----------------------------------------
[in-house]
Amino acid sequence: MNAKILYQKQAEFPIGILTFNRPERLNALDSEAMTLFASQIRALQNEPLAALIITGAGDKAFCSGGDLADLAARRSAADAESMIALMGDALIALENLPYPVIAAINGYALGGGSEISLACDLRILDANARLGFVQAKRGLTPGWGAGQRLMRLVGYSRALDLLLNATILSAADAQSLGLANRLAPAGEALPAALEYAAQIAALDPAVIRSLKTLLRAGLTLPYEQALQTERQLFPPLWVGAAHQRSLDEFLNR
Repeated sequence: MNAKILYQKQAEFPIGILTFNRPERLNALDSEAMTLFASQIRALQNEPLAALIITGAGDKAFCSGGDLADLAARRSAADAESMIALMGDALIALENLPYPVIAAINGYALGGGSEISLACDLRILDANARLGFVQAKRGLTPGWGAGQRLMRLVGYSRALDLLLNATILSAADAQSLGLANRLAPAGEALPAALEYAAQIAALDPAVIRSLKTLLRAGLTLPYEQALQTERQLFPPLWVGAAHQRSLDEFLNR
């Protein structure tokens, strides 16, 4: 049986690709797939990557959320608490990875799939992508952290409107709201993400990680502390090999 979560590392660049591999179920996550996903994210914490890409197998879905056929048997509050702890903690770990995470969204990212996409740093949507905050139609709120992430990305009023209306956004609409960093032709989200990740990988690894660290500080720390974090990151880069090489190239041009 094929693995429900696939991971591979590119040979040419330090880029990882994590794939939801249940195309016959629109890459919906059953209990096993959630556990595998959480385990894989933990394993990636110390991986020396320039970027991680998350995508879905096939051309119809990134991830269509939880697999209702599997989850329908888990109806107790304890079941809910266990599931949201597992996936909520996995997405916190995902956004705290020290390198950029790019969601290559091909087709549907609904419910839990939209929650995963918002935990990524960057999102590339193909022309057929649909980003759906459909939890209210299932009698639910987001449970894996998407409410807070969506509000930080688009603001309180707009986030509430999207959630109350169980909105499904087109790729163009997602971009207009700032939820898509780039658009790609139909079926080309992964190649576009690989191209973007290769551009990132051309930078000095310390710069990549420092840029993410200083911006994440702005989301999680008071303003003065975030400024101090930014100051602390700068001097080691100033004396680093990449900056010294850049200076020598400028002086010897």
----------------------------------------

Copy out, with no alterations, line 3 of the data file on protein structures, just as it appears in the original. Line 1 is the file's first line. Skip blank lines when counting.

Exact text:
Repeated sequence: MNAKILYQKQAEFPIGILTFNRPERLNALDSEAMTLFASQIRALQNEPLAALIITGAGDKAFCSGGDLADLAARRSAADAESMIALMGDALIALENLPYPVIAAINGYALGGGSEISLACDLRILDANARLGFVQAKRGLTPGWGAGQRLMRLVGYSRALDLLLNATILSAADAQSLGLANRLAPAGEALPAALEYAAQIAALDPAVIRSLKTLLRAGLTLPYEQALQTERQLFPPLWVGAAHQRSLDEFLNR